The CEO of the Central Remedial Clinic has resigned.
Brian Conlon’s resignation was confirmed by the Board of Management this morning in an email seen by independent.ie.
“The Board of the CRC has, with regret, accepted the resignation of Brian Conlon as CEO with immediate effect,” the statement said.
“The Board thank Brian Conlon for his commitment to and support of the CRC. His many years of service on the Board are greatly appreciated. We wish him continued success in the future,” it added.
Jim Nugent, who is chairman of the board, will take on the role of CEO on an interim basis, the statement said: “In addition, Joan Hurley will fulfil the position as Operations Director in the day-to-day management of the Clinic and will coordinate the senior management team.
“The Board will work closely with the senior management team and staff to ensure a positive future for the CRC, its service users and staff,” the statement concluded.
TD Shane Ross said on RTE’s Today with Sean O’Rourke that there may be more resignations to come within the CRC.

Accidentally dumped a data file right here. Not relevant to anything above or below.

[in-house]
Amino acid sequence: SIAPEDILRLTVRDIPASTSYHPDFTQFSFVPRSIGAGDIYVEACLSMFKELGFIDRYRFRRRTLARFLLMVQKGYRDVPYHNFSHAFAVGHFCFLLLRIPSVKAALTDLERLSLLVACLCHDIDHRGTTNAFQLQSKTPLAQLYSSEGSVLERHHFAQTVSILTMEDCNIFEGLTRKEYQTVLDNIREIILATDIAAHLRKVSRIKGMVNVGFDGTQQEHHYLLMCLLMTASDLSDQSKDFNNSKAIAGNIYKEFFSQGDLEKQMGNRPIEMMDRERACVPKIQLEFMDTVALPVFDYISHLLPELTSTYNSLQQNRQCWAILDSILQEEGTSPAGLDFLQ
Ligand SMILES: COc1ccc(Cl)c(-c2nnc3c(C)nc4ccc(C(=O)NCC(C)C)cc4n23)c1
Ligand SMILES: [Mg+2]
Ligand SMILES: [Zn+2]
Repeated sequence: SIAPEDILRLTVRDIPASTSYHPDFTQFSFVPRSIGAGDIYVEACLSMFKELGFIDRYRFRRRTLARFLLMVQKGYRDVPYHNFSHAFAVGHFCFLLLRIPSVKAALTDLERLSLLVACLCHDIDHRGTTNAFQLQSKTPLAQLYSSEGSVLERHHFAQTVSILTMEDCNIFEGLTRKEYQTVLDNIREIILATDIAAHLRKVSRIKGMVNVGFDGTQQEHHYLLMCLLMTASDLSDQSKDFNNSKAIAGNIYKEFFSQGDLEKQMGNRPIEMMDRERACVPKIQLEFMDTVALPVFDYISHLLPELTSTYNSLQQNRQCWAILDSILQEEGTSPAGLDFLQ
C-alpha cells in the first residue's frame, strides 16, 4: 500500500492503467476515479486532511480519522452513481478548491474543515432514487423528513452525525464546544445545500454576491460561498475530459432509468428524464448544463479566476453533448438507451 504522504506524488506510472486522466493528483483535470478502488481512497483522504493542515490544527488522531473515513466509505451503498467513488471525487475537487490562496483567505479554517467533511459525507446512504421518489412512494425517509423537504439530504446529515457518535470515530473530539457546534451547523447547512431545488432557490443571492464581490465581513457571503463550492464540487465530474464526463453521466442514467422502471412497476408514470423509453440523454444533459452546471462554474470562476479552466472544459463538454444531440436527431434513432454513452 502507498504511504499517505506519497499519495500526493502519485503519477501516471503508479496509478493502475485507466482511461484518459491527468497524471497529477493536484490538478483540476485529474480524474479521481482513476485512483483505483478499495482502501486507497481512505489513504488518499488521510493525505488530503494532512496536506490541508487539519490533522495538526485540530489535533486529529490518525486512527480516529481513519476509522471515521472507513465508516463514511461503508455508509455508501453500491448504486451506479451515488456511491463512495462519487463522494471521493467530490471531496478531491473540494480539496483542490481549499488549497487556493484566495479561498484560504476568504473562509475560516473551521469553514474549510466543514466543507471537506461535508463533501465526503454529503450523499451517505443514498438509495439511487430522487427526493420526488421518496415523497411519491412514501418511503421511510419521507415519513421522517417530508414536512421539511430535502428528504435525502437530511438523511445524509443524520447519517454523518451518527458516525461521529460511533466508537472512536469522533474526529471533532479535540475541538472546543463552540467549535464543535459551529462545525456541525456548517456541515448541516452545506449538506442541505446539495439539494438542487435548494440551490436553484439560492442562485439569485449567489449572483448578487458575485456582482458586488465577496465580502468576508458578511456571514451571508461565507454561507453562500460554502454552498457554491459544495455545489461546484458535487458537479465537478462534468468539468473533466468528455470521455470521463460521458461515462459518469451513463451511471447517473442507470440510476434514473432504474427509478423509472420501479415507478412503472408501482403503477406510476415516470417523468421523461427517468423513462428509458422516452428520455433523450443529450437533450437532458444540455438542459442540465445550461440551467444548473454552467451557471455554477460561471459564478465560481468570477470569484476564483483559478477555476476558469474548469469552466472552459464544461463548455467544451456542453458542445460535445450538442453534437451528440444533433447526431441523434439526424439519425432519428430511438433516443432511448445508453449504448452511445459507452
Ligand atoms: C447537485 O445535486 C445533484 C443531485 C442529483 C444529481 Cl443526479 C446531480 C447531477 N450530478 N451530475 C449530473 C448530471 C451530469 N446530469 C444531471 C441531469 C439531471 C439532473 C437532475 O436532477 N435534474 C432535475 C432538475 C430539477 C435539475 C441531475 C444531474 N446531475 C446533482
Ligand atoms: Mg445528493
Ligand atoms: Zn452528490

“I don’t think it’s going to be enough to scapegoat just one person.”
He said Mr Nugent’s interim role as chairman “ought to be temporary”, and the post should be “advertised externally and picked externally”.
“This particular saga is a very, very sorry one,” he said.
He said the most important thing is that the children who attend the CRC are “still looked after”.
The board of the Central Remedial Clinic (CRC) came under mounting pressure to resign in recent weeks over the use of charitable donations to top up the salary of former chief executive Paul Kiely.
Last month, the CRC confirmed that money donated by the public was being used to top up salaries of well-paid staff.
The Central Remedial Clinic in Dublin said charitable funds raised by a separate company the Friends and Supporters of the Remedial Clinic was funding the controversial top ups.
The clinic’s former chief executive Paul Kiely was on a State salary of €106,900 before he retired which was supplemented with another €136,000 in privately donated funds.
The scandal outraged the public and parents of children with disabilities who use the service.
It also used public donations to top up the salaries of several other executives. Brian Conlan was a new appointee and was not receiving top-ups.
The Dail Committee on Public Accounts heard last month that the Friends and Supporters of the Remedial Clinic had a surplus of €14m in 2011.
At the same time the Central Remedial Clinic which receives around €19m in funding from the HSE has cut back on services for vulnerable children and adults.